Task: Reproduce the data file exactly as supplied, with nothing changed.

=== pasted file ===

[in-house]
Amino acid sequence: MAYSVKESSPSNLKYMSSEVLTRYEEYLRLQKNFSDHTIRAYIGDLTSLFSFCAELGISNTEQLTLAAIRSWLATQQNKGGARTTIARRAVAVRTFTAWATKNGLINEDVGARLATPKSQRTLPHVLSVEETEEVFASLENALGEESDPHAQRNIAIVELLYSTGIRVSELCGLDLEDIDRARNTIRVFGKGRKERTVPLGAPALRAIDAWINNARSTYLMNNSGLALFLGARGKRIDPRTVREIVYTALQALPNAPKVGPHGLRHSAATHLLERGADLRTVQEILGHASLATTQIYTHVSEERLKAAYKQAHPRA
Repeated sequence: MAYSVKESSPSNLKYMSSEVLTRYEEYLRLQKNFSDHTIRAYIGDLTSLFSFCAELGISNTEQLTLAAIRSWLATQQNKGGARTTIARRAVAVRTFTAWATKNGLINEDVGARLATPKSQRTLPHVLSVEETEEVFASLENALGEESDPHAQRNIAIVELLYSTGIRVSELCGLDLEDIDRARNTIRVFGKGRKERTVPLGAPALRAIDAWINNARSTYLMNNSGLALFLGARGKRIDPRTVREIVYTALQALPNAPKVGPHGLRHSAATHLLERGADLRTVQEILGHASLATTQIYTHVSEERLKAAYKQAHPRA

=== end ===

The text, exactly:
[in-house]
Amino acid sequence: MAYSVKESSPSNLKYMSSEVLTRYEEYLRLQKNFSDHTIRAYIGDLTSLFSFCAELGISNTEQLTLAAIRSWLATQQNKGGARTTIARRAVAVRTFTAWATKNGLINEDVGARLATPKSQRTLPHVLSVEETEEVFASLENALGEESDPHAQRNIAIVELLYSTGIRVSELCGLDLEDIDRARNTIRVFGKGRKERTVPLGAPALRAIDAWINNARSTYLMNNSGLALFLGARGKRIDPRTVREIVYTALQALPNAPKVGPHGLRHSAATHLLERGADLRTVQEILGHASLATTQIYTHVSEERLKAAYKQAHPRA
Repeated sequence: MAYSVKESSPSNLKYMSSEVLTRYEEYLRLQKNFSDHTIRAYIGDLTSLFSFCAELGISNTEQLTLAAIRSWLATQQNKGGARTTIARRAVAVRTFTAWATKNGLINEDVGARLATPKSQRTLPHVLSVEETEEVFASLENALGEESDPHAQRNIAIVELLYSTGIRVSELCGLDLEDIDRARNTIRVFGKGRKERTVPLGAPALRAIDAWINNARSTYLMNNSGLALFLGARGKRIDPRTVREIVYTALQALPNAPKVGPHGLRHSAATHLLERGADLRTVQEILGHASLATTQIYTHVSEERLKAAYKQAHPRA